By: CultureOwl
Visual Arts

Another great artist comes to Miami! On Saturday November 2nd, The Bass celebrated the opening of Haegue Yang’s solo exhibition "In the Cone of Uncertainty." This exhibition presents a selection of Yang’s oeuvre spanning the last decade – including window blind installations, anthropomorphic sculptures, light sculptures, and mural-like graphic wallpaper.

The exhibition taking its title from an expression of the South Florida vernacular - In the Cone of Uncertainty - that describes the predicted path of hurricanes. Alluding to our eagerness and desperation to track the unstable and ever-evolving future, this exhibition addresses current anxieties about climate change, overpopulation and resource scarcity. Framing this discourse within a broader consideration of movement, displacement and migration, the exhibition contextualizes contemporary concerns through a trans-historical and philosophical meditation of the self. 

With Yang in attendance, guests included Carlos Betancourt, The Bass Board member Brian Ehrlich, Dara Friedman and Mark Handforth, Tom Healy, gallerist Tina Kim, Karen and Harold Rifas, Chana Budgazad Sheldon, Franklin and Jessica Sirmans, Serralves Contemporary Art Museum director Philippe Vergne, and gallerist Barbara Wien.

The Bass also hosted Curator Culture on Sunday, November 3, featuring Haegue Yang and NBC 6 Chief Meteorologist John Morales, with host Tom Healy. Together in discussion, Yang and Morales considered the unique embodiment of storytelling present in art and science as well as the methods in which individual cultural and ethnic backgrounds can unite to solve universal and immediate crises including sea level rise and global warming. Notable guests included Dara Friedman and Mark Handforth, and Mera and DonRubell.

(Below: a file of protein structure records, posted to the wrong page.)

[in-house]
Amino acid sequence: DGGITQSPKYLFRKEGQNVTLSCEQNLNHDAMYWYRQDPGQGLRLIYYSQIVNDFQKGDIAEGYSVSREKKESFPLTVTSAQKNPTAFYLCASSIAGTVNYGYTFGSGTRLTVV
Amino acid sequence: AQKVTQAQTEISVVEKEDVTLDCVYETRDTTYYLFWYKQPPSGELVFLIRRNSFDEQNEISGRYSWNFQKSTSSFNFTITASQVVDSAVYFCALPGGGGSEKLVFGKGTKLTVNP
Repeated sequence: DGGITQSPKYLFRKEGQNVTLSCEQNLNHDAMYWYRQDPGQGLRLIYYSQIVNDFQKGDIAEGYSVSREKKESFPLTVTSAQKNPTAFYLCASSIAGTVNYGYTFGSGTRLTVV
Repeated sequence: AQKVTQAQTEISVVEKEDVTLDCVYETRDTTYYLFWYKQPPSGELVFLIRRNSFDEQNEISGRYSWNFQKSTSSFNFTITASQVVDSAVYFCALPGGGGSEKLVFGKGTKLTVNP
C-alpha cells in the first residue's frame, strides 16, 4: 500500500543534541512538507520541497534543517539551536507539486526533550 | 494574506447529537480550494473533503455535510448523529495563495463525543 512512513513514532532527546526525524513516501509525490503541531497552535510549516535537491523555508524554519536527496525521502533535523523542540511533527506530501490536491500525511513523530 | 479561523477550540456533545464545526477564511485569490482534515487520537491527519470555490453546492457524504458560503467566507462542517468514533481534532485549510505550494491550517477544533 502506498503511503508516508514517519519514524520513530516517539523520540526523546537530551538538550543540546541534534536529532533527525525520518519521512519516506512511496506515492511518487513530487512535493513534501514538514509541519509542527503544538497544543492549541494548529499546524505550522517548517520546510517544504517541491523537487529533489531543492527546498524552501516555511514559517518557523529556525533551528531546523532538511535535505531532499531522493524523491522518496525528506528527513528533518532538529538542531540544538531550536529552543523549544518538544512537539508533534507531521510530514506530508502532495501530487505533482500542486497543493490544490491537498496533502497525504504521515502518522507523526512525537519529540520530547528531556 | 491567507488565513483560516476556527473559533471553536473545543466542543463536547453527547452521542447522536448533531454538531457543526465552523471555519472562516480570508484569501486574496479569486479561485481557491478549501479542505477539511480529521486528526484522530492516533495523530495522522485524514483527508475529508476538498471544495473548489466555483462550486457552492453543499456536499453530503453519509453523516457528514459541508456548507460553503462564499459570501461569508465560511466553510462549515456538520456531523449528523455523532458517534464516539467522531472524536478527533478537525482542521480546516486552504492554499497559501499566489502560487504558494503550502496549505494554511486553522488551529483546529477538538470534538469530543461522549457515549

In the Cone of Uncertainty foregrounds Haegue Yang’s consistent curiosity about the world and tireless experimentation with materializing the complexity of identities in flux. Living between Seoul and Berlin, Yang employs industrially produced quotidian items, digital processes, and labor-intensive craft techniques. She mobilizes and enmeshes complex, often personal, histories and realities vis-à-vis sensual and immersive works by interweaving narrative with form. Often evoking performative, sonic and atmospheric perceptions with heat, wind and chiming bells, Yang’s environments appear familiar, yet engender bewildering experiences of time and place.

Now on view through April 5, 2020. Visit thebass.org for tickets and more information. 

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